Published: 09 April 2017
The Police investigated a 46-year-old Nalla Mohamed Abdul Jameel Abdul Malik ("Nalla"), 40-year-old Syed Muhammad Khairudin Aljunied ("Khairudin"), and 40-year-old Terence Kenneth John Nunis ("Terence").
Nalla Mohamed Abdul Jameel Abdul Malik ("Nalla")
2. During a Friday prayer on 6 January 2017 at the Jamae Chulia Mosque, Nalla had uttered the following phrases:
"fansurna 'alal qaumil yahudiyyin wan nasraniyyin,
fansurna 'alal qaumil yahudiyyin wan nasraniyyin"
3. These phrases, as translated into English, read as follows:
"Grant us help against the Jews and the Christians;
Grant us help against the Jews and the Christians"
4. The phrase "Grant us help against the Jews and the Christians" could also be interpreted as asking God to grant Muslims victory over Jews and Christians.
5. Nalla has admitted to saying the above. He has also admitted that the phrase is not found in the Qur'an. He added them on his own. He knew what the phrase meant, and that it could also be interpreted as asking God to grant Muslims victory over Jews and Christians. The phrase was and is unacceptable in a multi-racial and multi-religious society.
6. Nalla's case was referred to the Public Prosecutor ("PP") after completion of police investigations. He was charged in Court on 3 April 2017 with the offence of committing an act prejudicial to the maintenance of harmony between different religious groups, under Section 298A(b) of the Penal Code. He pleaded guilty and was sentenced in the District Court to a $4,000 fine.
7. Nalla admitted in Court that the supplication was his own and not from the Qur'an. He recognized that it was unacceptable in Singapore's multi-racial and multi-religious context. He has also apologized and has taken full responsibility for his actions.
8. Nalla has paid the fine. He will be repatriated.
9. Any religious leader from any religion who makes such statements will be held accountable for their actions. In this case, the supplication used by Nalla was not in the Qur'an. But the same principles apply, even if such verses are to be found in a religious text. There are exhortations in religious texts, from more than one religion, which inter alia, encourage violence towards people of other religions. Under Singapore law, we cannot (regardless of his religion) allow anyone to preach or act divisively and justify that by reference to a religious text.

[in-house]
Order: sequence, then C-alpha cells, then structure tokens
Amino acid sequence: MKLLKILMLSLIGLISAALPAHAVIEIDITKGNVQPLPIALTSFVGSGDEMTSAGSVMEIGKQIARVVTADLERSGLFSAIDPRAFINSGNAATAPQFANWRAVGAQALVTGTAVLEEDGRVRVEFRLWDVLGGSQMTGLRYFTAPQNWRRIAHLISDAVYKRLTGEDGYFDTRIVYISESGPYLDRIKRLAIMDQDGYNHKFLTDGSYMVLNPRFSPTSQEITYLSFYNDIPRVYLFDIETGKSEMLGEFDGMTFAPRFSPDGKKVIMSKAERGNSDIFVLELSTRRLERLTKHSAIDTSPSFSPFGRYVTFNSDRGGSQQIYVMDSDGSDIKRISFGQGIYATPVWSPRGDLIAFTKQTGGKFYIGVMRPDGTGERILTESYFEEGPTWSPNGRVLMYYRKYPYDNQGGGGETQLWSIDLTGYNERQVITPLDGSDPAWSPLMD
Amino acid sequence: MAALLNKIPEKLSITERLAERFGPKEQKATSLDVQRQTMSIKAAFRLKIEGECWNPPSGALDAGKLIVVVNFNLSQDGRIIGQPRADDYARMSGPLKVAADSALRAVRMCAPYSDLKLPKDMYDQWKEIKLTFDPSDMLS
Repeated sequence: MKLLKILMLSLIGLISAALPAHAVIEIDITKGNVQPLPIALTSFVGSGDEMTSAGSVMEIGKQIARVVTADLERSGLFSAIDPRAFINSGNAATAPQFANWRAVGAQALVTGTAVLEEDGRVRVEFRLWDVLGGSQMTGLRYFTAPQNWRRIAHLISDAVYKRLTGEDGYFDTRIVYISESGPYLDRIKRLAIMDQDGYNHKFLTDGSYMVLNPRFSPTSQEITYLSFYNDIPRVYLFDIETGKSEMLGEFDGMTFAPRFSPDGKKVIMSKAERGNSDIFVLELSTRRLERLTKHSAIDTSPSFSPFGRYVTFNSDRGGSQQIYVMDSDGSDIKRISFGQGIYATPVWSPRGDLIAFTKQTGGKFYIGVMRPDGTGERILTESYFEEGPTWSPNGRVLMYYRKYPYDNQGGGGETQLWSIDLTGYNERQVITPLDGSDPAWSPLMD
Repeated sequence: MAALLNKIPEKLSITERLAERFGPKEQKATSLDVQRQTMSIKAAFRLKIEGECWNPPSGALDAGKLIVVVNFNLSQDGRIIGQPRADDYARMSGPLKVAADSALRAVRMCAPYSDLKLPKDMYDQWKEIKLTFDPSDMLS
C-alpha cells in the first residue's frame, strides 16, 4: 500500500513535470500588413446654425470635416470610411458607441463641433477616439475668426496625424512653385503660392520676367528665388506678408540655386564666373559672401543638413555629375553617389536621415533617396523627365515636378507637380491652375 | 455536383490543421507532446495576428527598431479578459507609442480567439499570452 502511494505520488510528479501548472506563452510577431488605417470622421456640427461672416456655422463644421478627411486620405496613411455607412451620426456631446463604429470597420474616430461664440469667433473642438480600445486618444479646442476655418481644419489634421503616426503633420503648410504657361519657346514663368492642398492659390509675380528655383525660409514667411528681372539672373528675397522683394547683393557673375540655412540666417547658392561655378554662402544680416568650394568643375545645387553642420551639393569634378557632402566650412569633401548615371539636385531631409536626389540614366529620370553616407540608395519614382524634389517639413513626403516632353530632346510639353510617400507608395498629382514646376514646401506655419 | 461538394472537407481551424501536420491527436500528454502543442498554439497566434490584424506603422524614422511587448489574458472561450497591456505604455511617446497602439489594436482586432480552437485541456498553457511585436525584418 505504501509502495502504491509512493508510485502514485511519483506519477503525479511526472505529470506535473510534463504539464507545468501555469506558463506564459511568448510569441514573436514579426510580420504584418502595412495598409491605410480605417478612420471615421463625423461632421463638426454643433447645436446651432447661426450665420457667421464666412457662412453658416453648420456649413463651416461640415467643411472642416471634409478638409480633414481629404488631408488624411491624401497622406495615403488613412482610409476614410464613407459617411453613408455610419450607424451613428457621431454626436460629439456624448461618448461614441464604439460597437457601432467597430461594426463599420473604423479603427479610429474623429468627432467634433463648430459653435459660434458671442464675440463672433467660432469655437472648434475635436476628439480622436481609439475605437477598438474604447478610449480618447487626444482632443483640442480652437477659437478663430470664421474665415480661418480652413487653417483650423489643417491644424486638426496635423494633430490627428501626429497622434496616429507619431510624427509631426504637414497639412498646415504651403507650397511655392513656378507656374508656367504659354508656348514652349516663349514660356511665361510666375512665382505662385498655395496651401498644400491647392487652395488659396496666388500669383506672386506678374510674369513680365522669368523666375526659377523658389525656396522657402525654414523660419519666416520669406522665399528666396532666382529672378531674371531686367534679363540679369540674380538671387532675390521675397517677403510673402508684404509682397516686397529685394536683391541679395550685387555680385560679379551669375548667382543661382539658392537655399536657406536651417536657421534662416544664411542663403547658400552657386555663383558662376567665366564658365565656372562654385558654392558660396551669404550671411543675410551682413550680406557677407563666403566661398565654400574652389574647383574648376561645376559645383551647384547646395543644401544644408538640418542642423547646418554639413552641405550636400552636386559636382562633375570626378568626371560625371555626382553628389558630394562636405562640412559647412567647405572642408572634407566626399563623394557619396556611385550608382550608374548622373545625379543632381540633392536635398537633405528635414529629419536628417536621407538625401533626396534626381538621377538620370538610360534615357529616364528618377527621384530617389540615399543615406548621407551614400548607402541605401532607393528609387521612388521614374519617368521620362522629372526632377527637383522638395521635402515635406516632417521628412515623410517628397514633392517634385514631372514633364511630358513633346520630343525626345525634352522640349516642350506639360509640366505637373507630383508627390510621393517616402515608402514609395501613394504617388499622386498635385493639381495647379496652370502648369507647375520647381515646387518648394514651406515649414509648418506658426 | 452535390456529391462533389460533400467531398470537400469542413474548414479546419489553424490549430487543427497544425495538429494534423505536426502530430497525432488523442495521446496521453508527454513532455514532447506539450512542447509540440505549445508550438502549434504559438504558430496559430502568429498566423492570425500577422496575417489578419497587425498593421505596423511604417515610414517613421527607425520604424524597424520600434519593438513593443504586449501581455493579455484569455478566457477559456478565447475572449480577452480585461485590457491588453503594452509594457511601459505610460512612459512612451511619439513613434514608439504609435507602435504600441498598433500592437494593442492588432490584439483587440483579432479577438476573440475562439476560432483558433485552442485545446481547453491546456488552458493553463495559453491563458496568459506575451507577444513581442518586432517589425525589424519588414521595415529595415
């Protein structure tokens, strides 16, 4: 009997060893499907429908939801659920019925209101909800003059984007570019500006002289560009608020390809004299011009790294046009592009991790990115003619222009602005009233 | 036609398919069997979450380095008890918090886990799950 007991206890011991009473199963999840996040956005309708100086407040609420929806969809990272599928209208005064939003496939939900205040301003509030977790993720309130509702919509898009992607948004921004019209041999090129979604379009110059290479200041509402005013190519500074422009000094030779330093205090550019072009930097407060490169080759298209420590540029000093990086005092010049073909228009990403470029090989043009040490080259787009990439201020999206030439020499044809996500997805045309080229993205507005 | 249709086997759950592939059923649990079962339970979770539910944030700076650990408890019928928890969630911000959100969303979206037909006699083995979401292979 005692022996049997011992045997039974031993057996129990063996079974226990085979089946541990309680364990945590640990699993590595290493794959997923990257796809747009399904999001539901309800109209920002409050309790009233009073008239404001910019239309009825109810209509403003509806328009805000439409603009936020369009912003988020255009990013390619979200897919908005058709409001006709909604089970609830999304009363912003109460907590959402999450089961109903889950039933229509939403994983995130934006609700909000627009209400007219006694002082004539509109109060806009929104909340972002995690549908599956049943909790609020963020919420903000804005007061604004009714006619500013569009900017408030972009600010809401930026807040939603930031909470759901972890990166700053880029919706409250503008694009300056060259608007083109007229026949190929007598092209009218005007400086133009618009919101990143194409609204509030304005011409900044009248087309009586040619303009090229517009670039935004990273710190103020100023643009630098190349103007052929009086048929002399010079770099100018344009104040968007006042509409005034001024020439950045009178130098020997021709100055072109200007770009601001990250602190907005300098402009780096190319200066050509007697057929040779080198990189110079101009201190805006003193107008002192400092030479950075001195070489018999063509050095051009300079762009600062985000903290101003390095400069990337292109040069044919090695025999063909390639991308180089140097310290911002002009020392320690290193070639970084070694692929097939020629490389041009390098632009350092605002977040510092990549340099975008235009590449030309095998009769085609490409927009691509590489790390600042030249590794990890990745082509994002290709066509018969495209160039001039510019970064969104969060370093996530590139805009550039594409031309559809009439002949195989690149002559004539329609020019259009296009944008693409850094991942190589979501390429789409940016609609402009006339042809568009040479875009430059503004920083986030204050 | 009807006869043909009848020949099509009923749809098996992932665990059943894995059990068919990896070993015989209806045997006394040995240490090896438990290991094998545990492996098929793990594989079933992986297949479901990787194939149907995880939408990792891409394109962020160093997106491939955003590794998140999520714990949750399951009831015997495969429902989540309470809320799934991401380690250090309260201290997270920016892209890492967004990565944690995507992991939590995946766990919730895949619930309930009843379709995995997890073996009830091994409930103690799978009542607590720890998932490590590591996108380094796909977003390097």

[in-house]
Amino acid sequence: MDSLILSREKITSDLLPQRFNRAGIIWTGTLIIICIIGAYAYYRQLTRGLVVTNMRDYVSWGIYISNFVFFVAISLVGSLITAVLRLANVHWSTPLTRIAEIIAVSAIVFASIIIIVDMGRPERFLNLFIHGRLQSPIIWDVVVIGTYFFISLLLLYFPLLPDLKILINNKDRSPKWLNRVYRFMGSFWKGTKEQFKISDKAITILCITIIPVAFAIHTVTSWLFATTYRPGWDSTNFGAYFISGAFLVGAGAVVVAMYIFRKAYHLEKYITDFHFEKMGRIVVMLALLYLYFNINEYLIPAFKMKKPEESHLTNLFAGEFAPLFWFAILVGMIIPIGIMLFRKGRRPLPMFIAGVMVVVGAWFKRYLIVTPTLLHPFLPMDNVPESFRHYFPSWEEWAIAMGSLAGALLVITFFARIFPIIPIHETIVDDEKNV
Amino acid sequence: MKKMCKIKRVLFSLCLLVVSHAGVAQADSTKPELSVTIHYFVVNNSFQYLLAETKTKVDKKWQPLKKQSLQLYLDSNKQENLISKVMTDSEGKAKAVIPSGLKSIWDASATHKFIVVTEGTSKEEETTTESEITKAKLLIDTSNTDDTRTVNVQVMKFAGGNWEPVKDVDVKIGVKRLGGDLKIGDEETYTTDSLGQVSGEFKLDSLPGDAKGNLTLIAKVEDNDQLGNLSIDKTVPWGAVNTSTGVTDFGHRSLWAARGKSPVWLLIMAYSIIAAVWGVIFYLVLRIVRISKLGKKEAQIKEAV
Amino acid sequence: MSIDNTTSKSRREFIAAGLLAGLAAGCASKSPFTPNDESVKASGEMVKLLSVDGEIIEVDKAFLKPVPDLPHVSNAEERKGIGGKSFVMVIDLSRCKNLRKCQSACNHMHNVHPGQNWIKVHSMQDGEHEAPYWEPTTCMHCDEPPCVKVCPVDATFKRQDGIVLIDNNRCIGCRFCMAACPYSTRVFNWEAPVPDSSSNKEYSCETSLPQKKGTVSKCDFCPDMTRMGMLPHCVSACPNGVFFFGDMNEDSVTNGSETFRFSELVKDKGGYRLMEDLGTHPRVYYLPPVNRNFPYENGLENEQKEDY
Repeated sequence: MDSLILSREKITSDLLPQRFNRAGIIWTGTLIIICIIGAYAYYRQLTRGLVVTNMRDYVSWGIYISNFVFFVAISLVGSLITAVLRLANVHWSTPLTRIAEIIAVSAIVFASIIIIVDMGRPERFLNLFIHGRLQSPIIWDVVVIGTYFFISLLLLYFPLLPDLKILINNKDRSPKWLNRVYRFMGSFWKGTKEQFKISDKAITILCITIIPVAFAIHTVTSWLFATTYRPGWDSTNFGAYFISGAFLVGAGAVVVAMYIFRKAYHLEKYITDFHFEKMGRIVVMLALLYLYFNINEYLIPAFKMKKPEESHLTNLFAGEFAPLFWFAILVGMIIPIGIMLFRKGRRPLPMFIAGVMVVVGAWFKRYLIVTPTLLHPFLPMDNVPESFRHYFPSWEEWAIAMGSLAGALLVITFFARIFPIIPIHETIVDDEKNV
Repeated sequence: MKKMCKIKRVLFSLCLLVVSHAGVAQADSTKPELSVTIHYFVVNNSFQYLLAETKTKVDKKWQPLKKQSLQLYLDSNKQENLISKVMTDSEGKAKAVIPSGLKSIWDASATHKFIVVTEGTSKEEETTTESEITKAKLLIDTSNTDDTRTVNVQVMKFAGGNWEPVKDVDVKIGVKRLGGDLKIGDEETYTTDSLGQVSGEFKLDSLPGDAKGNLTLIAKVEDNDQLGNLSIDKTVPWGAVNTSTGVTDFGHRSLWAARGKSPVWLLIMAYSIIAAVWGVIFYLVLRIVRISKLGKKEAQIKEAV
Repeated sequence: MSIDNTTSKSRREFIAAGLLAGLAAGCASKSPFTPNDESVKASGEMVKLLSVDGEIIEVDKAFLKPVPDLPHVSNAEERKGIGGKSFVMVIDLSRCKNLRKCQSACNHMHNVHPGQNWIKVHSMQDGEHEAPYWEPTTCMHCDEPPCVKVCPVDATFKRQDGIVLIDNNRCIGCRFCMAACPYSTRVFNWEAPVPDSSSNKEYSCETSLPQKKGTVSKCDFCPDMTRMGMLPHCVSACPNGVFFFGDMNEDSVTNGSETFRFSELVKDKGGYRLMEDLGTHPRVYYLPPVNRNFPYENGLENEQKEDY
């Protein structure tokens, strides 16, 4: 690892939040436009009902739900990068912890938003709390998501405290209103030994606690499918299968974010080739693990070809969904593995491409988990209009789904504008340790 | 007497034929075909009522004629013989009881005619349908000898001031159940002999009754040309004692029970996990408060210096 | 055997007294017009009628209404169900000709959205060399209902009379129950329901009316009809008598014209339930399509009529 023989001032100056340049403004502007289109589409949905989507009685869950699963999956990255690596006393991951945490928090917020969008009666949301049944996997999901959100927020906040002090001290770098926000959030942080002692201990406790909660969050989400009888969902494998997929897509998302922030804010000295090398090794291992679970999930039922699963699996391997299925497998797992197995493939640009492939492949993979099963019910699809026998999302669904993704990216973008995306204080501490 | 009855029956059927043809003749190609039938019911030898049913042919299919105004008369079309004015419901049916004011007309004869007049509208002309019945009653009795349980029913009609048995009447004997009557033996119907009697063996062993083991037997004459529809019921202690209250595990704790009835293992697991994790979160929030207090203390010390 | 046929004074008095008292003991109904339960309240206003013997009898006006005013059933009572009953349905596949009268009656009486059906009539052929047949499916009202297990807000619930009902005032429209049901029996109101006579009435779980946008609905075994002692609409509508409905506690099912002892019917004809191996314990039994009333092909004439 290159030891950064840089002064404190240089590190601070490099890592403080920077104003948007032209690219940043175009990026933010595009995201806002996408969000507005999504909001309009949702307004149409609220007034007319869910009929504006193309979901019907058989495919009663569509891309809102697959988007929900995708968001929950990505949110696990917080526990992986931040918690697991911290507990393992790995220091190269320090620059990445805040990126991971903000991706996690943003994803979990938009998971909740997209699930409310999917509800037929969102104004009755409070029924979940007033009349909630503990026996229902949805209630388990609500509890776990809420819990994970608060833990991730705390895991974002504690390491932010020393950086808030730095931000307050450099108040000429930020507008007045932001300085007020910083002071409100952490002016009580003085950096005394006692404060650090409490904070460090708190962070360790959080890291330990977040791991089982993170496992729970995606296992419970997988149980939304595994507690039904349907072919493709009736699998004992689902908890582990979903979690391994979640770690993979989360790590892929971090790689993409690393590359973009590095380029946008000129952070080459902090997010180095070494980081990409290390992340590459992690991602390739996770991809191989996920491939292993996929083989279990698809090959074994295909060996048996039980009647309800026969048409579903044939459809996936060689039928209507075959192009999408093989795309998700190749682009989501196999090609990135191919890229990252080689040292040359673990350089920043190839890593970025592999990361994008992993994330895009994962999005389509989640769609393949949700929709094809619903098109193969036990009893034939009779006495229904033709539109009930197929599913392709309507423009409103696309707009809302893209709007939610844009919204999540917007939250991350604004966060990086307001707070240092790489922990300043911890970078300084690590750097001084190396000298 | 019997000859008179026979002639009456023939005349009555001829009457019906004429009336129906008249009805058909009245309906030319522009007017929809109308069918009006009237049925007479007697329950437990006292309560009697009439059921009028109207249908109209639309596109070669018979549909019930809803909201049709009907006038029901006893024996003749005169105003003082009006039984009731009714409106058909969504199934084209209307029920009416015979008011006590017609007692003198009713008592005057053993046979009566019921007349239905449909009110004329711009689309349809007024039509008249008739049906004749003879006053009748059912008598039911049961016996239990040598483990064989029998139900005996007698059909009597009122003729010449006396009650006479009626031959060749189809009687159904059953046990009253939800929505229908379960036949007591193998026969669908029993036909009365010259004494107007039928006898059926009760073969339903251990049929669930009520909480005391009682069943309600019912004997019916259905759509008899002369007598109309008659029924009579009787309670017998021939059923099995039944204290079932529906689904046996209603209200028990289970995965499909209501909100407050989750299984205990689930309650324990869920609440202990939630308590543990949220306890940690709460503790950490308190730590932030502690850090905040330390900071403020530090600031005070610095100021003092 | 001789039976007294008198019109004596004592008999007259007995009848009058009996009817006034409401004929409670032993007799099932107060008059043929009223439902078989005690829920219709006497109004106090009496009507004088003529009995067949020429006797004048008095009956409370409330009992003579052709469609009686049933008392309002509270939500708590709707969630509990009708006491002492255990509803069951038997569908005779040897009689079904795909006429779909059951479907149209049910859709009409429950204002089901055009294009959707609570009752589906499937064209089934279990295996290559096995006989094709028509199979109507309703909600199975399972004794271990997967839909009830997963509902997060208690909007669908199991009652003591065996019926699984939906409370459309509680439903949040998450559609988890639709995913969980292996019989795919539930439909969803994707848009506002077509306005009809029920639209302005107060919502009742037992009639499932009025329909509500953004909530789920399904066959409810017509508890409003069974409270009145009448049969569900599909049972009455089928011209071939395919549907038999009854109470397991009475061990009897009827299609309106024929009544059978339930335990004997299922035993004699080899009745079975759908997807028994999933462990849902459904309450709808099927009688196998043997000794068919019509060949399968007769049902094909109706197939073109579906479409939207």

Syed Muhammad Khairudin Aljunied ("Khairudin")
10. Khairudin published a post on his Facebook account on 1 March 2017 titled "The Imam and the Silly Convert", and another post on 2 March 2017 titled "The Imam and the Wised Up Convert Reloaded". The effect of his posts was to support the supplication that Nalla had used.
11. Khairudin's comments were contrary to the law. The PP assessed that his actions amounted to an offence under Section 298A(b) of the Penal Code. Khairudin has apologized for his actions. On the specific facts of this case, and given that he was not the primary offender, Khairudin has been administered with a stern warning in lieu of prosecution.
Terence Kenneth John Nunis ("Terence")
12. Terence, instead of reporting Nalla's action to the Police, chose to make the video public.
13. The PP assessed that his actions were also in breach of the law.
14. Terence has apologized for his conduct and undertaken not to repeat it. Again, on the facts of this case, and given that he was not the primary offender, Terence has been administered with a stern warning in lieu of prosecution for an offence under Section 298A(b) of the Penal Code.
Upholding our racial and religious harmony
15. The action against Nalla has been taken with some regret. Nalla has worked diligently as Chief Imam at the Jamae Chulia Mosque over the past seven years, attending to the needs of his congregation, and reaching out to other faiths. He has not been deliberately malicious.
16. Nevertheless, what he did was wrong. And he has admitted it. Given the nature of the breach, action had to be taken.
17. The fair and impartial application of the law protects all communities, including Muslims and other minority religious communities. The Government has taken firm action against persons from other religions as well.
18. Recent events abroad have highlighted how the build-up of anger and resentment among different religious groups can lead to social friction and violence. The Government has the responsibility to act quickly and firmly to repudiate divisive speech, even if the course of action is sometimes difficult.